When was the last time you took inventory of all that is yours in Christ Jesus?
I read a blogger’s riff on marketing a few days ago. He noted, “Marketers spend too much time trying to get people to leap over the hurdle of ‘buy this, right now’ and not enough on ‘it’s yours, here’s how you keep it.’”
Marketing—selling, convincing, etc.—is often shied away from in Christian circles. We feel like it is less than spiritual. But the reality is, the Scriptures exhort us to be marketers. Not in those words, but Matthew exhorts, Go and make disciples (28:19). Peter says, always be ready to give account for the hope you have (1 Pt. 3:15). Acts says we are destined to be witnesses on behalf of Christ (1:8). Paul writes, you are an aroma of Christ (2 Cor. 2:14).
These are forms of marketing, which brings me back to the blog I was reading.
There are any number of ways to market the message of Christ. In spiritual terminology, we are evangelists, disciple-makers, teachers, preachers, elders, deacons, and servants. But what are we convincing people to do?
The approach of “buy this, right now” is pressured and fearful. It leaves little room for interaction and negotiation. In the Christian world, this form of marketing, i.e., evangelism, is often presented, “Wouldn’t you like to go to heaven when you die” (and thus escape hell)? Or, “Wouldn’t you like to have your sins forgiven?”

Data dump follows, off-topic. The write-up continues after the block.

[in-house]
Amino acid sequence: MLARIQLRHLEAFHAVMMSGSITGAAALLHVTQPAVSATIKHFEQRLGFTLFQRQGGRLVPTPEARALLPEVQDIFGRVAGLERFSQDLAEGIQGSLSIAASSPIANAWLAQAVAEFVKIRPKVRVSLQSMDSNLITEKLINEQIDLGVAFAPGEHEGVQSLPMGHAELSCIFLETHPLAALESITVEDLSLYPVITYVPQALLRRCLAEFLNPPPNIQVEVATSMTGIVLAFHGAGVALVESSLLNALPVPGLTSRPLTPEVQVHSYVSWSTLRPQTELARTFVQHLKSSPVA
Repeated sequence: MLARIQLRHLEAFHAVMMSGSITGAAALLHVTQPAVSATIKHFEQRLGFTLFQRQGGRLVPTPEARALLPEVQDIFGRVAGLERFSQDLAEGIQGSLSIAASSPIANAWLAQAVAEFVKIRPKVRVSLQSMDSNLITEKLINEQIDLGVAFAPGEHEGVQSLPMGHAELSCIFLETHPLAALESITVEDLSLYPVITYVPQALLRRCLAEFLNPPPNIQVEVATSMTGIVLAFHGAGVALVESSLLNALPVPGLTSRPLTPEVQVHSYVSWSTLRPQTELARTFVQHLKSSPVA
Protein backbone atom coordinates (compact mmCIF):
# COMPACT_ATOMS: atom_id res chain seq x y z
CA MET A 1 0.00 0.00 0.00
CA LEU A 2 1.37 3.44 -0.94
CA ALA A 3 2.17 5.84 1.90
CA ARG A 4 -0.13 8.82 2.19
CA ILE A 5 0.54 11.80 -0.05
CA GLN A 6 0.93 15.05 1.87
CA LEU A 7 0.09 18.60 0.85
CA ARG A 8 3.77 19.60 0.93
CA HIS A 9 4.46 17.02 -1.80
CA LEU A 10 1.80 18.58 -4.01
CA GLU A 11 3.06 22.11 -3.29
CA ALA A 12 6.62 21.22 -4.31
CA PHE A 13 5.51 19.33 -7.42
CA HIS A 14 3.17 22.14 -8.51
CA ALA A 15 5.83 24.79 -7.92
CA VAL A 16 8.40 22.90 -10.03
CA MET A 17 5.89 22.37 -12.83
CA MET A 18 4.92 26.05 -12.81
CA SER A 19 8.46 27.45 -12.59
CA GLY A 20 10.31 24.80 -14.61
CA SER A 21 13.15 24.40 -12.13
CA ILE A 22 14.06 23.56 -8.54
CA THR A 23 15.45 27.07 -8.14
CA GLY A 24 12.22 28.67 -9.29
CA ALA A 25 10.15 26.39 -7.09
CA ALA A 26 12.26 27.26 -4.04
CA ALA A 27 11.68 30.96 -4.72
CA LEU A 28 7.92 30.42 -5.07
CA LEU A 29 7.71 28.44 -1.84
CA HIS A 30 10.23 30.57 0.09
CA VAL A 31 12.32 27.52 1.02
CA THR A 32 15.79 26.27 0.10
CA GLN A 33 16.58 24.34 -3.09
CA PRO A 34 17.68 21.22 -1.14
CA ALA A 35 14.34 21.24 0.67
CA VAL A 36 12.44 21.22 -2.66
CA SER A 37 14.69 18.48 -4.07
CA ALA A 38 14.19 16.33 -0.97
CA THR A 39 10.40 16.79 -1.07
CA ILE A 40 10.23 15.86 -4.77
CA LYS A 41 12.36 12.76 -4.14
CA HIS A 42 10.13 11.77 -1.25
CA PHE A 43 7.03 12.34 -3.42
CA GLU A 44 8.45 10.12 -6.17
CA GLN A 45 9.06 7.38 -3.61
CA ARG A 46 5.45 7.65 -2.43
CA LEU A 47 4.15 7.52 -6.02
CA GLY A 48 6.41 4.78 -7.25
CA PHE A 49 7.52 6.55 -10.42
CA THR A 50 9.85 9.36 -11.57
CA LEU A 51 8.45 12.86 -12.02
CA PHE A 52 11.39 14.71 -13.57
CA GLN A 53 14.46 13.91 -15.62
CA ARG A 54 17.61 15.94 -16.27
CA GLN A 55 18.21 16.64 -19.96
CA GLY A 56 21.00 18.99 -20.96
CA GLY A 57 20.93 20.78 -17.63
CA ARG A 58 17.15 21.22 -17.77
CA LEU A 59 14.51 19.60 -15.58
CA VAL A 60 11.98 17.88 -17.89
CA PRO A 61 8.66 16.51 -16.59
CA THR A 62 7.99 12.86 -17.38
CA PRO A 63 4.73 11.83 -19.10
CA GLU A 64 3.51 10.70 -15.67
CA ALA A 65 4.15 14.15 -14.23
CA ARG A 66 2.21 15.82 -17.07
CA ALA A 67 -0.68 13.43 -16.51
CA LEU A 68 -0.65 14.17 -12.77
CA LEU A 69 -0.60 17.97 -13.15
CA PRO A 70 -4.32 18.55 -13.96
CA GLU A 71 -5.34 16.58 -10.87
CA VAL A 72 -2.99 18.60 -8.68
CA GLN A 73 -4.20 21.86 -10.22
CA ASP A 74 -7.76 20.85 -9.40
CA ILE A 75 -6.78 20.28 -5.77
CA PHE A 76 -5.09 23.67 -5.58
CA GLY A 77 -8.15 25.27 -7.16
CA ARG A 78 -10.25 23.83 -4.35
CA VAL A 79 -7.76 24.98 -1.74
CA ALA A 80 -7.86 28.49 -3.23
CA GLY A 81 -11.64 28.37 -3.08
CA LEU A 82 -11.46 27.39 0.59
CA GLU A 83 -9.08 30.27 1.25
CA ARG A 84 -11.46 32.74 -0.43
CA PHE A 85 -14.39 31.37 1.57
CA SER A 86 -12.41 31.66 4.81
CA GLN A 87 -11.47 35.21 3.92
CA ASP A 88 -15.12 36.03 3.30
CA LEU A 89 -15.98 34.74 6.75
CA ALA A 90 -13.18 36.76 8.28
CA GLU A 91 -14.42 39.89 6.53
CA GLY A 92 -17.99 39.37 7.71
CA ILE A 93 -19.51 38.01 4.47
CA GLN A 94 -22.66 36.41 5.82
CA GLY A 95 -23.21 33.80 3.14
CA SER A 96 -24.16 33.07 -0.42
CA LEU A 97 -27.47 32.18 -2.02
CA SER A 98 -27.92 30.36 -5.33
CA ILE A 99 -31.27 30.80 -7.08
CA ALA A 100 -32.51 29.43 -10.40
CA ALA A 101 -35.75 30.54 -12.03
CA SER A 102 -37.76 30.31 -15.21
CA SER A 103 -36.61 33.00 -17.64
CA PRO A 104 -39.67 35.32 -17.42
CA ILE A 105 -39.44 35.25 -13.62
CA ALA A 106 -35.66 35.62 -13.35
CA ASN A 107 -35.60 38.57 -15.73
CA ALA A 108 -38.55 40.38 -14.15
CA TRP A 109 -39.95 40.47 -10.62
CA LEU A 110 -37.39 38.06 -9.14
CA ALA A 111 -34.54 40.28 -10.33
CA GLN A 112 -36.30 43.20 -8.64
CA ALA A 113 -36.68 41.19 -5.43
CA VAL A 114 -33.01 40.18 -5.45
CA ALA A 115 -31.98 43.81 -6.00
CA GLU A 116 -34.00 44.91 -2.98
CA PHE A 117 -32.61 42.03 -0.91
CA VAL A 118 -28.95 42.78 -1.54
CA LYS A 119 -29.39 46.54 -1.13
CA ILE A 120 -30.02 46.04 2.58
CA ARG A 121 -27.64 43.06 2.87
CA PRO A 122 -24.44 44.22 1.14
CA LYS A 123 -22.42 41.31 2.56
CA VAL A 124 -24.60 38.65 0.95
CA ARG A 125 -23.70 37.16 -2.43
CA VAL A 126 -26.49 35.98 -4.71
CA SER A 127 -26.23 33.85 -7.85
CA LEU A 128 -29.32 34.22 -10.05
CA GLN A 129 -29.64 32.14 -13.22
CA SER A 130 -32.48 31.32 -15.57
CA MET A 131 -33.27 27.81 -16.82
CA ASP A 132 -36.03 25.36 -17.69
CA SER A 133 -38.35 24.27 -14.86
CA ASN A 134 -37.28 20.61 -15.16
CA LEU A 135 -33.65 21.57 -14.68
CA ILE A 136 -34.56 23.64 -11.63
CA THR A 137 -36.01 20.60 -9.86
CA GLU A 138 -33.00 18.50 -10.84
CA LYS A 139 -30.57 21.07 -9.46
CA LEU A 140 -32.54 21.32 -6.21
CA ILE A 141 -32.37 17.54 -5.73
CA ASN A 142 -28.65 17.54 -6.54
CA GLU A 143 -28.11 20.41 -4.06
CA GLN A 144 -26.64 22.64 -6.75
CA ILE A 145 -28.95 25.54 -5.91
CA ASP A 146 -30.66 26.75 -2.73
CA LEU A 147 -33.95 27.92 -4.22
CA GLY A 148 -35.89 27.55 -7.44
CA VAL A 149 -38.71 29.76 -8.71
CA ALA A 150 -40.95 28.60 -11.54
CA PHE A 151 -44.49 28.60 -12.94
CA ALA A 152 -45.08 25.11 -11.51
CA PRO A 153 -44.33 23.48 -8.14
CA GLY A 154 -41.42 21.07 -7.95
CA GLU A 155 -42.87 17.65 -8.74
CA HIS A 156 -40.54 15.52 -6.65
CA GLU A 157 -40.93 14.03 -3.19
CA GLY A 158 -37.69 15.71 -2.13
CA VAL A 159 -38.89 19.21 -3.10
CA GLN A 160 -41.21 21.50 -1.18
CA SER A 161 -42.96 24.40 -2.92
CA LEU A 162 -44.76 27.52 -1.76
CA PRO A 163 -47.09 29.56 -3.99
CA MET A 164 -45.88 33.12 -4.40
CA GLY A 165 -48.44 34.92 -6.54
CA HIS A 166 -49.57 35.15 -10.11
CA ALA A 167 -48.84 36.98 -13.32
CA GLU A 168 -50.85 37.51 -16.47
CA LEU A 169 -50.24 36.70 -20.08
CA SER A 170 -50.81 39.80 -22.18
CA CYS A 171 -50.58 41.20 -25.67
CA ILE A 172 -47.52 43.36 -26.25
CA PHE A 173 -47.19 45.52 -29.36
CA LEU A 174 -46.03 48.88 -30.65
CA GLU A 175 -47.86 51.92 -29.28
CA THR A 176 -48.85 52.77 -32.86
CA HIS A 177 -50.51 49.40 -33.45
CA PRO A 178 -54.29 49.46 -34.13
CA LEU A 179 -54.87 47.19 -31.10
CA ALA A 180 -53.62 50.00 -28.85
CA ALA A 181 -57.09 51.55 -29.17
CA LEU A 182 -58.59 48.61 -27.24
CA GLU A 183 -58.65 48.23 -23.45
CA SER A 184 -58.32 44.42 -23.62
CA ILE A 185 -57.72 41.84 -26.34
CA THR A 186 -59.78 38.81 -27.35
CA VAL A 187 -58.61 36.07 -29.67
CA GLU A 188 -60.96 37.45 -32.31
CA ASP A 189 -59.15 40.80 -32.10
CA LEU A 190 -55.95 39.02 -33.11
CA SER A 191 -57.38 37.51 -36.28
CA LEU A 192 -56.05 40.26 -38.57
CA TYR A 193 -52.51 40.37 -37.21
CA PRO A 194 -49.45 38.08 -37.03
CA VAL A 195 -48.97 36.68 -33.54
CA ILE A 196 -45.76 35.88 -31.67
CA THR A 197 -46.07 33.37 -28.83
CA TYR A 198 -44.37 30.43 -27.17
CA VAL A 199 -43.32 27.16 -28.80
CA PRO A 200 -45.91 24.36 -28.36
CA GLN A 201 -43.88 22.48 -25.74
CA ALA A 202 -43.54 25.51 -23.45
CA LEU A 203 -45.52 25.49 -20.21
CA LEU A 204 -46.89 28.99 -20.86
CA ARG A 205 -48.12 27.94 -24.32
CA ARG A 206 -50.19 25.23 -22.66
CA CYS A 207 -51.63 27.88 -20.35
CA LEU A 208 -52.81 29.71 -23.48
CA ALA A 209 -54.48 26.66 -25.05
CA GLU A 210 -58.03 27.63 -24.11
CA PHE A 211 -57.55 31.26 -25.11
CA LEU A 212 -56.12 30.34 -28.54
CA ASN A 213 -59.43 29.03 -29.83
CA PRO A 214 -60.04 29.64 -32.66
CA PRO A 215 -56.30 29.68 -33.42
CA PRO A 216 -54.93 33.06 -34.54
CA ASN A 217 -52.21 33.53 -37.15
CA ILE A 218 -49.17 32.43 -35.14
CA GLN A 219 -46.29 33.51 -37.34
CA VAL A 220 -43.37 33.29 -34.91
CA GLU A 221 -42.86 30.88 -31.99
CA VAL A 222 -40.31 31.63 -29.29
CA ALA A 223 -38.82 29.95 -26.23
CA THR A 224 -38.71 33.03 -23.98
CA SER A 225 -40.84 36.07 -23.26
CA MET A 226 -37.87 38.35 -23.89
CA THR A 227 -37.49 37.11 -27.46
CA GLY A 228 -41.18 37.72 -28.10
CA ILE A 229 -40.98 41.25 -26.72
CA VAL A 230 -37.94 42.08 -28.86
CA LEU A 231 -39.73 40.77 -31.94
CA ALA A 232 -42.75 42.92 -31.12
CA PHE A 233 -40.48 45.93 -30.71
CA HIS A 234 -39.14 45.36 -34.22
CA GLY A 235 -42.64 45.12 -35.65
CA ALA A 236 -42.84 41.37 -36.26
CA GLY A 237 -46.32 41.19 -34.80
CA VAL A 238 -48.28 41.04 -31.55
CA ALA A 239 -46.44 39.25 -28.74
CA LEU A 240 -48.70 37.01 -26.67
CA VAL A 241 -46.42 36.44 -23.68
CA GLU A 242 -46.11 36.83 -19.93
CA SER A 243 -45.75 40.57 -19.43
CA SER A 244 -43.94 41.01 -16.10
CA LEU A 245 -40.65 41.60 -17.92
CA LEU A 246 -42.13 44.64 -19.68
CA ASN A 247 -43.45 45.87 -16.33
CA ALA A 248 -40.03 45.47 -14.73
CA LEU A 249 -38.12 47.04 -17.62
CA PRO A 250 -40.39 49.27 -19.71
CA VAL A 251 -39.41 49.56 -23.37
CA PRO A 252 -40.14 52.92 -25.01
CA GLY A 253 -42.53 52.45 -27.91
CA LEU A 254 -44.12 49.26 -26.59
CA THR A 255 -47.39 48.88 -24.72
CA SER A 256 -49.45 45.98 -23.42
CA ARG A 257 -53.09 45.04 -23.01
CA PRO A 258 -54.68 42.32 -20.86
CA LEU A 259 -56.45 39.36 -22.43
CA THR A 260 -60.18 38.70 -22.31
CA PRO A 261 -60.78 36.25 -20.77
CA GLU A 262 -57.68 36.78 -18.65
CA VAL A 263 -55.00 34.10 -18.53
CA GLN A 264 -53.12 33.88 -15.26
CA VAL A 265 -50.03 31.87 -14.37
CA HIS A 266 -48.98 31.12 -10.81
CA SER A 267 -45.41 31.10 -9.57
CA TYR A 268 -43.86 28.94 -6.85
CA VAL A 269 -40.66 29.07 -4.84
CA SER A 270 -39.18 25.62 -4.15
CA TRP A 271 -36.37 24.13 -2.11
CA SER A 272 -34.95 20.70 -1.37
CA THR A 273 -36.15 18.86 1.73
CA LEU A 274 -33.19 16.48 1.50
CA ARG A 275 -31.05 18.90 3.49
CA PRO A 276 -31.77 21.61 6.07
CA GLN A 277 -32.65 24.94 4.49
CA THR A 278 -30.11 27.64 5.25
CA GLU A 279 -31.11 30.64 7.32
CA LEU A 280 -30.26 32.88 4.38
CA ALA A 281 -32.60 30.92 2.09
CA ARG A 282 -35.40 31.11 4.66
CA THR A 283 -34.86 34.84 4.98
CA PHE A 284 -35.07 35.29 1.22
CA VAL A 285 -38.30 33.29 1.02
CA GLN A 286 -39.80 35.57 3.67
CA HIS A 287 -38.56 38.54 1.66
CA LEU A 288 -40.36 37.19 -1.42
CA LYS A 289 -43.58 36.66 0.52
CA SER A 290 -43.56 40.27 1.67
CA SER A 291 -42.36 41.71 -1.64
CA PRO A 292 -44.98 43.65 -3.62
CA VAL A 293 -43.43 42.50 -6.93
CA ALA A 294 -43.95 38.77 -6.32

Who wouldn’t want both of these payouts? Right now?
There is theological truth in each question, but the marketing falls woefully short. Granted, these questions address legitimate concerns: winding up in hell and not being forgiven. But each fails to adequately capture people’s real problem, their problem from God’s point of view.
If location is our real problem, then heaven will remedy that situation. If sinning is our major problem, then forgiveness will alleviate the tension. Even a deathbed confession will get a person through the pearly gates, after all…but how shortsighted, not only in this life, but in terms of God’s opinion.
A lost man’s condition is merely demonstrated with poor performance, but it is his lost condition that earns him hell, not his failure to behave correctly. In other words, being separated from Christ—according to Romans 5:12 ff—is a matter of being born a descendant of Adam and thus having the wrong lineage. Being saved, in the words of Jesus to Nicodemus in John 3, is about getting a different heritage; literally, being “born again from above.”
In other words, heaven is a benefit, not the goal. If we sell heaven, we sell people something that won’t do them any good right now. If we sell people life in Christ, then they get life now and heaven thrown in.
And this is all well and good, but the other part of the marketing question is, how do you keep it? That's next.